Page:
185. Memorandum From Gordon Chase of the National Security Council Staff to the President’s Special Assistant for National Security Affairs (Bundy)1


  • Chiefs of Mission Conference—Brazil and Chile

I attended a few sessions of the Chiefs of Mission Conference. One of the more interesting included discussions by Ambassadors Gordon and Cole about the situations in Brazil and Chile.


Ambassador Gordon said that the economic situation in Brazil is terrible. Inflation was 80% last year and 50% the year before; prospects for this year are even worse. In addition, there is stagnation— a decline in net per capita income for the first time since the 1930’s. This stagnation results from a downward trend in the rate of foreign investment (partly attributable to an unfortunate law on profit remittances), and from a downward trend in the rate of domestic investment (largely attributable to inflation and a lack of confidence in the future). About the only bright spot is the foreign exchange position, which is improved because of good coffee prices.

The only thing worse than the economic situation is the political situation. Goulart is an incompetent, juvenile delinquent, who represents a minority of Brazilians. In the short run, he seems intent merely on survival. In the long run, he would probably like a Peronista-type revolution, with a lot of corruption at the top and support from the working classes.

A Communist takeover is conceivable. Brizola and Goulart are rivals who often work with each other; it is hard to tell how much. But there are mitigating factors. Though a rabble-rouser, Brizola is not very smart and not a good leader. In general, the leadership of the extreme left seems divided.

The majority of voters are upset. They would like to throw out Goulart. Also, the military, which traditionally stays out of government, and which traditionally is anti-Communist, is having its patience sorely tried. But the leadership of the opposition is divided and it has neither [Page 409] the power nor the capacity to eject Goulart; furthermore, it would be difficult to give the opposition this power and capacity. Generally speaking, the policy of the opposition is to try to keep the ship of state afloat in this very fluid situation until next year’s elections. In this regard, the two likely successors look pretty good. Kubitschek is spotty but, on the whole is O.K. Lacerda would be excellent.

There are bright spots in the federal structure which, in Brazil, is meaningful because the states have real power. Generally speaking, the leadership in the states is first-class. Of the 22 governors, only one is really bad, three are poor, ten are good, and eight are excellent.
U.S. policy has the following elements in it:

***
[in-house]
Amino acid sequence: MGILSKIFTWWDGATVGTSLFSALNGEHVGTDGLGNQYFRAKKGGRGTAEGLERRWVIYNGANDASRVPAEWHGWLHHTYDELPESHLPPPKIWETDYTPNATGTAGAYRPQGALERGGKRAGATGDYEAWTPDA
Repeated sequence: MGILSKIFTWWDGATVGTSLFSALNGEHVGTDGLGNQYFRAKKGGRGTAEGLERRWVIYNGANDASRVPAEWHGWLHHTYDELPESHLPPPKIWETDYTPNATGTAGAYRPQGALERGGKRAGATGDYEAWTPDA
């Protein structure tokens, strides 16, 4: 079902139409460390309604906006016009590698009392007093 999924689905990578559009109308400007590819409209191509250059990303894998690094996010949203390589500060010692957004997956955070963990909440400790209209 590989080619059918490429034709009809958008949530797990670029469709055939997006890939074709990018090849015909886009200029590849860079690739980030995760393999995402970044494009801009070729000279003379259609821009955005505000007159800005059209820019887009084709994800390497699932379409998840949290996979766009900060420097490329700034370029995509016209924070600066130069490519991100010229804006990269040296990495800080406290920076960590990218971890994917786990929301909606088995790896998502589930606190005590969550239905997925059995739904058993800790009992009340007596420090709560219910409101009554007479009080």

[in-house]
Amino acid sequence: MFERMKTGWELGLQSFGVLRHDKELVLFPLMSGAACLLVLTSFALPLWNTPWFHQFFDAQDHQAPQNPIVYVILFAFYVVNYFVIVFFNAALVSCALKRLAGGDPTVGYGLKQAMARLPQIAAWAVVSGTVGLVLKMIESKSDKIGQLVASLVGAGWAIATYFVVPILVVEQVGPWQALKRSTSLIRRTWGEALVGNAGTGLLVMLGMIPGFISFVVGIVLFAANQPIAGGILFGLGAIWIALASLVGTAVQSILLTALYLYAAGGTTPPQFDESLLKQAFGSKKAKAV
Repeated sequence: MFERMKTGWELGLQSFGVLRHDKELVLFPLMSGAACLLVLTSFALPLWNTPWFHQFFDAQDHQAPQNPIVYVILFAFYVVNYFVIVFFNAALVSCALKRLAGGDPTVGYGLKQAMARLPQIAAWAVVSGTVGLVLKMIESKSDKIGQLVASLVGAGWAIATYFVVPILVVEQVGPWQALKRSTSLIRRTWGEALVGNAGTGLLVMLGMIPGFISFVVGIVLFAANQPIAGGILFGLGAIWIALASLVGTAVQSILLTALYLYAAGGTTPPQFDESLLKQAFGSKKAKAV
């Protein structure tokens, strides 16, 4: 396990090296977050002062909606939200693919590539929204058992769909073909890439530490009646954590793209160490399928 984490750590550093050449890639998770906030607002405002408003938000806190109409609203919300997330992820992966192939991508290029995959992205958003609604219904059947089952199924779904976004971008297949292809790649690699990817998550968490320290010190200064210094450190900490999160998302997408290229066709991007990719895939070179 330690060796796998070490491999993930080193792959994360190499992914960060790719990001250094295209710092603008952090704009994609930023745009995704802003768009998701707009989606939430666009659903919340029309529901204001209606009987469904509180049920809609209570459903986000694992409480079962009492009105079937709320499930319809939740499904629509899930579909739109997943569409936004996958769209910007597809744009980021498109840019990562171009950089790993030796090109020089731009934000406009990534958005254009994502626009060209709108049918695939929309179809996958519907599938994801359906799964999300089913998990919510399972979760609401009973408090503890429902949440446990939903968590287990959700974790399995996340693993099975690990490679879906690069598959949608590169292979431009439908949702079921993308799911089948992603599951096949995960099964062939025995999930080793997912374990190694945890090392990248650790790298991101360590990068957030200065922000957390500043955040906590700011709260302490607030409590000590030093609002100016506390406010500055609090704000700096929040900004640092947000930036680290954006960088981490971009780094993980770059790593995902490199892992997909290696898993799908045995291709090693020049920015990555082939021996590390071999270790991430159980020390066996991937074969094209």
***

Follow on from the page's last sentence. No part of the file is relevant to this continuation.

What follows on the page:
Like the Brazilian opposition, we hope the ship of state can stay afloat until the elections.

We try to take advantage of the loose, sprawling, multiple nature of Brazil to encourage the constructive forces which reflect the majority of the people. Our PL 480 program, project aid, and the Alliance for Progress help to demonstrate that, in the job of bringing about change, there is a viable alternative to violent revolution.

The AID director from Brazil2 made the point that many people in Washington feel that we should stand off from Brazil until the Brazilians behave. This would be tragic because it does not take into account the fact that Brazil is a multiple society and that there are many segments who are with us and whom we should not ignore.

Our relations with the Brazilian military are good. This is very important.

We have a friendly audience for USIS activities; in this regard the Embassy has a “truth squad” which attempts to answer false charges against the U.S.

Efforts with students in Brazil have been made, but there is still a long way to go. This is a crucial field in Latin America and, by and large, we have left it to our enemies. We need more student exchanges, more books, more pamphlets, etc. We must make the case for the democratic alternative. An IMF stabilization program and foreign investment are not good enough; they do not capture the imagination.

In view of the civil war possibilities, the Embassy has done contingency planning.3

[Omitted here is discussion on Chile, see Document 249.]

  1. Source: Johnson Library, National Security File, Country File, Latin America, Vol. I, 11/63–6/64. Secret.
  2. Jack B. Kubisch.
  3. In telegram 1805 from Rio de Janeiro, February 27, Gordon reported completing a review of “possible lines of covert action related to situation described in Burton draft contingency paper” (see footnote 2, Document 181) and suggested that the Special Group meet on March 19 to consider his recommendations. (National Archives and Records Administration, RG 59, Central Files 1964–66, DEF 1–1 BRAZ) The Special Group, however, did not meet while Gordon was in Washington. (Department of State, INR/IL Historical Files, Special Group Files, Meetings) In a March 14 letter to Mann, Frank K. Sloan reported that Gordon had expressed reservations about a military contingency plan prepared in DOD and “will discuss the subject while in Washington next week.” (National Archives and Records Administration, RG 59, Central Files 1964–66, POL 1–1 BRAZ) No record of the meeting has been found. A copy of the DOD paper, “Précis of Contingency Plan for Brazil,” is in the Washington National Records Center, OASD/ISA Files: FRC 330 64 A 7425, Brazil 381, 1964.